Depicting the Invisible: Science and Image in the Early Modern World

Friday, February 12, 2016, 1:15 pmSaturday, February 13, 2016, 4:30 pm
210 and 211 Dickinson Hall
  • Princeton University
  • History Department


Event Description

Pre-Registration Required at

Early modern natural philosophers, physicians, theologians, artists, and magicians operated within a world of natural and occult virtues, atoms, spirits, and properties that could not be apprehended by the eye alone. From the interior workings of matter and the existence of microscopic creatures, to the influence of stars and the efficacy of witchcraft, they struggled to envisage and represent such “invisible” phenomena. This interdisciplinary workshop will investigate their attempts both to explain these unseen forces, beings, and structures, and to describe them in text and image, often devised using analogies with other fields of knowledge. Participants will explore not only the nature of these representations, but also the practical difficulties of reproducing and interpreting them, and the epistemological assumptions that underlie their presentation – from speculative depictions of phenomena, to images that claim to record actual observations, achieved using skrying glasses, alchemical apparatus, or new technologies such as the microscope.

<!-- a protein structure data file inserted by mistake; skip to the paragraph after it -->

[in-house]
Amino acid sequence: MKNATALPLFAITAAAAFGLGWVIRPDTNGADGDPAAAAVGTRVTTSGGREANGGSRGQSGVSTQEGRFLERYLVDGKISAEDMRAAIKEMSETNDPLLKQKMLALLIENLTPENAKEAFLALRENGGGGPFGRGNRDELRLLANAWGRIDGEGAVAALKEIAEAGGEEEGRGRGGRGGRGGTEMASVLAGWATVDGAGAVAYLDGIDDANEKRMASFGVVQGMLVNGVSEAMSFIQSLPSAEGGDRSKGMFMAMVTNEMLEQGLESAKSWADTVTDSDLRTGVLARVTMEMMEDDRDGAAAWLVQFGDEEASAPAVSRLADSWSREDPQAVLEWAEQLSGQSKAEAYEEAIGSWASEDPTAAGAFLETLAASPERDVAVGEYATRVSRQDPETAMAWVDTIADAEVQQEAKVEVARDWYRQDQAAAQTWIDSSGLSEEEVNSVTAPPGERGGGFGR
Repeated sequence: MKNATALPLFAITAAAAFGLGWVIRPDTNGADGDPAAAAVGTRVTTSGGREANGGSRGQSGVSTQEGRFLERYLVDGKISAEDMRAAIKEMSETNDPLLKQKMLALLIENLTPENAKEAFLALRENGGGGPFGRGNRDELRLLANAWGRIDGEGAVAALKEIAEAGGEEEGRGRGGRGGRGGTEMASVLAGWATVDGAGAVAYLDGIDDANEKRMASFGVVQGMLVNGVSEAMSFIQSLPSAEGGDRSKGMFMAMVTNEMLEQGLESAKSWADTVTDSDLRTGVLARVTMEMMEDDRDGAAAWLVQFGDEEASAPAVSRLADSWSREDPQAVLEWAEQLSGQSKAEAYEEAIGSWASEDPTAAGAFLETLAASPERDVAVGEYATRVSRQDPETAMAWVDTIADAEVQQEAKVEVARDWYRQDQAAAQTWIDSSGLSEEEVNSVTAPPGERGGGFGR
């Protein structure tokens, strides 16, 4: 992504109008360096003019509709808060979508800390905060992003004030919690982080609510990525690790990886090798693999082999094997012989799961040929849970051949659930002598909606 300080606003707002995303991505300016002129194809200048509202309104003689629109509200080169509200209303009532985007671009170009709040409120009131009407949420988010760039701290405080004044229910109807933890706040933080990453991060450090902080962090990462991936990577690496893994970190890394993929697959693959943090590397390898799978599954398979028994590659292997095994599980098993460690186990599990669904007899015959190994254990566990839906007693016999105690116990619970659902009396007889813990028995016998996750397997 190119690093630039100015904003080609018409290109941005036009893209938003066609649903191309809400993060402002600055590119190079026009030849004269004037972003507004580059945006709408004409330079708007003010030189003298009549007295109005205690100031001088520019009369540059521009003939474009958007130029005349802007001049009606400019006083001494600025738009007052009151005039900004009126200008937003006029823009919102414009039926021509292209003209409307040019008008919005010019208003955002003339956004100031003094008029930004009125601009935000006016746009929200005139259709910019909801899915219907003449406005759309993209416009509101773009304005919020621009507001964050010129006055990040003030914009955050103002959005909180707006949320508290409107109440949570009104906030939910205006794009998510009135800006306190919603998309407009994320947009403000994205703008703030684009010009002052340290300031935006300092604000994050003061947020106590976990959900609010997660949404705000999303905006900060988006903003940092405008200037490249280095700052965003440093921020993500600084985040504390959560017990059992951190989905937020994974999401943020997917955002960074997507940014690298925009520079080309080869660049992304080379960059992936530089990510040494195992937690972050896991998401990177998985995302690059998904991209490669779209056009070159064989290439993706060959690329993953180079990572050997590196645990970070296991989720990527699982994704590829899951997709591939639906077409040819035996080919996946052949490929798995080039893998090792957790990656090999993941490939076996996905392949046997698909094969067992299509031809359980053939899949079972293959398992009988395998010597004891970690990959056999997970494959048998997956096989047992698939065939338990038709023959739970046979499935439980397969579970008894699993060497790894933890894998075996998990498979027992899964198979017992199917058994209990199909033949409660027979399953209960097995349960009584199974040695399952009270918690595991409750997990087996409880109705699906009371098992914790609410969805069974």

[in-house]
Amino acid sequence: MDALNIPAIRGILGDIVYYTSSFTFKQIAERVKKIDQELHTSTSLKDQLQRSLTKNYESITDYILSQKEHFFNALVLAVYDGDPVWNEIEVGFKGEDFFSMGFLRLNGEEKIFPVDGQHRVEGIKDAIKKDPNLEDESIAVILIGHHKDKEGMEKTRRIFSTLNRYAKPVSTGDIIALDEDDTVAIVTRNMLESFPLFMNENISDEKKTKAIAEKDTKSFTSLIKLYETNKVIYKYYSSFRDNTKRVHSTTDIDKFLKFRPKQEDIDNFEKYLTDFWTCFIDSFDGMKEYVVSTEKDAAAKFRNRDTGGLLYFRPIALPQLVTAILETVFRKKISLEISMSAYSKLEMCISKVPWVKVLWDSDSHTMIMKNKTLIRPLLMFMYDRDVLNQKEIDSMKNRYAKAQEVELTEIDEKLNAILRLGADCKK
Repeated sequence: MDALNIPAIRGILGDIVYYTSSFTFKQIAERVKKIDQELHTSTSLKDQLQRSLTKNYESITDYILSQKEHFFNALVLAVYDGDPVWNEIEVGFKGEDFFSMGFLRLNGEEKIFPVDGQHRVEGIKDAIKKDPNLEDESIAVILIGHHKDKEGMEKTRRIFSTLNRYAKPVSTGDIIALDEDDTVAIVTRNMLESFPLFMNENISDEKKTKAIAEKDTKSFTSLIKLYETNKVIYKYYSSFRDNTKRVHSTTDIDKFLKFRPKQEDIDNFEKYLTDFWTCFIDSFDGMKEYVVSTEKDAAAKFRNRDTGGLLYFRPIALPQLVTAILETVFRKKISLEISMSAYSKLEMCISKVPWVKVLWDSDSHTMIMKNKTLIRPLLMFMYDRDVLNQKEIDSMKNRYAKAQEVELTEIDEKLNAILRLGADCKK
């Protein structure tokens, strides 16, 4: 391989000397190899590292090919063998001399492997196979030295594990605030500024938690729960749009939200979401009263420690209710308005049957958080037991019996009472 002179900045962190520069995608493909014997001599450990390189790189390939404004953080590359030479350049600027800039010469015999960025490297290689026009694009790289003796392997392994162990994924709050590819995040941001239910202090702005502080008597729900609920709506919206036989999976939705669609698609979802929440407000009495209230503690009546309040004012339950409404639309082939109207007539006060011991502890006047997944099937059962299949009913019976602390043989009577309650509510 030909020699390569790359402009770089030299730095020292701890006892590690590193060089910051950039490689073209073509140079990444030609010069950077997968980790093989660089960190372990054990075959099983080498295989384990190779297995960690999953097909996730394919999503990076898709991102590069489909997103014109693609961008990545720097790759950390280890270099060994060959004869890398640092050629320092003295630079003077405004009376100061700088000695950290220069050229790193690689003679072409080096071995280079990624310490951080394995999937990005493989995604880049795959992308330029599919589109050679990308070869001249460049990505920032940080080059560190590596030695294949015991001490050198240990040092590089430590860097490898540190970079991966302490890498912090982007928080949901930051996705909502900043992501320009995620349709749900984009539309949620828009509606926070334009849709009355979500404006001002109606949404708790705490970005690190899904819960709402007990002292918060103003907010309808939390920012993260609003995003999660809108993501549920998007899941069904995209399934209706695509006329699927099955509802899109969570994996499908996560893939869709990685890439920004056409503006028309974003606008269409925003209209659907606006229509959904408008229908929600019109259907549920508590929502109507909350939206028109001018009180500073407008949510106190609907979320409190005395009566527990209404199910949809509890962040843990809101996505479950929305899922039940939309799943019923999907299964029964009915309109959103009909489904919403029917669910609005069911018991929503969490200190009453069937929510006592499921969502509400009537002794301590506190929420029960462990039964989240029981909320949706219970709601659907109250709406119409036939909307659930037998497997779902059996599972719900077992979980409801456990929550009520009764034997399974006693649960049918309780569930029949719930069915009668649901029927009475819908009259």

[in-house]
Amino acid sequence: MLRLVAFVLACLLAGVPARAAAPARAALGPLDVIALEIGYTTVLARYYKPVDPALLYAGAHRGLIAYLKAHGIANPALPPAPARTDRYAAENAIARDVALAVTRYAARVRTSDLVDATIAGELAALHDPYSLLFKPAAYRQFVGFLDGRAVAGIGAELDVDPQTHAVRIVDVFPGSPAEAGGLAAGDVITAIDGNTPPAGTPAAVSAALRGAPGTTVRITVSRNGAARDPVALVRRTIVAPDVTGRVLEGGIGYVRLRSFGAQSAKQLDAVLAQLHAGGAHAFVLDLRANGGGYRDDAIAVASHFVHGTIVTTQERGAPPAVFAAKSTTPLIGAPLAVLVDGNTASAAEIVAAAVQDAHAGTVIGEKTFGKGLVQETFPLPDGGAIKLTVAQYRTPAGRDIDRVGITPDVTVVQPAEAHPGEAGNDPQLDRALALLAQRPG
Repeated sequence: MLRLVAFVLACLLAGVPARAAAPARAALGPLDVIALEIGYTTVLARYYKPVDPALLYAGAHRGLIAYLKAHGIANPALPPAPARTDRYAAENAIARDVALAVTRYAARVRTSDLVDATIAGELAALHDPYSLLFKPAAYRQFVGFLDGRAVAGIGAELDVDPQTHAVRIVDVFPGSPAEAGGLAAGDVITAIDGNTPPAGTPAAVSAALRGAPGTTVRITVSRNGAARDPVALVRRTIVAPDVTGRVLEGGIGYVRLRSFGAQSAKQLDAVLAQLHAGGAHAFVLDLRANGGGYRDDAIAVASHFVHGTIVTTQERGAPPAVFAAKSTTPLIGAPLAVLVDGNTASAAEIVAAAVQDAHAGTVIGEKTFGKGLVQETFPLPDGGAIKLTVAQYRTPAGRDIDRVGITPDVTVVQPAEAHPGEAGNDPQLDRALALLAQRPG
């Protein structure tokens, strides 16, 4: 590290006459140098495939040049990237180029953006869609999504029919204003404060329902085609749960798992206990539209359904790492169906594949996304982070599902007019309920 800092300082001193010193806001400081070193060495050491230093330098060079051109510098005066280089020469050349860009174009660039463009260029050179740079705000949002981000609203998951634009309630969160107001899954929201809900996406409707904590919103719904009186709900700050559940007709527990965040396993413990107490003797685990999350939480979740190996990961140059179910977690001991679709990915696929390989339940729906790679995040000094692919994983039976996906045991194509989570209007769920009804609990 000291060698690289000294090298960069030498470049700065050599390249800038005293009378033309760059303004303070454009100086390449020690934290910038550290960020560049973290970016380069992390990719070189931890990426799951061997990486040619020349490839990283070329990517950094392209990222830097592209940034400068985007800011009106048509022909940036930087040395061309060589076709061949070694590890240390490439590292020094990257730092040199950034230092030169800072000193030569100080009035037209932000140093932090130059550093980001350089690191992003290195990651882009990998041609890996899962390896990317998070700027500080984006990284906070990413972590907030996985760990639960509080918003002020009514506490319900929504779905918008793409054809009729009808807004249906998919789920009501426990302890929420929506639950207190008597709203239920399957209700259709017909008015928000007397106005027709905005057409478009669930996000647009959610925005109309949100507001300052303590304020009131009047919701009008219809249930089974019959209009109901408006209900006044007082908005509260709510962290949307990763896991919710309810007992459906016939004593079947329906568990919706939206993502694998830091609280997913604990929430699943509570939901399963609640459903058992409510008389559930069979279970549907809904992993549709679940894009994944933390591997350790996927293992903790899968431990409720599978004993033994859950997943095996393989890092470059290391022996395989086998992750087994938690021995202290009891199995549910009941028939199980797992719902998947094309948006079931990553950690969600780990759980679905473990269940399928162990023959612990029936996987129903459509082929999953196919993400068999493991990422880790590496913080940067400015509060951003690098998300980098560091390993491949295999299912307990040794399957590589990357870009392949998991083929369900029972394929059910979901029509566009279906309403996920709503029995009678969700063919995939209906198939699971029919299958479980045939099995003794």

Jennifer Rampling

15th & 16th Centuries
17th & 18th Centuries
Scholarly Series
History of Science Workshops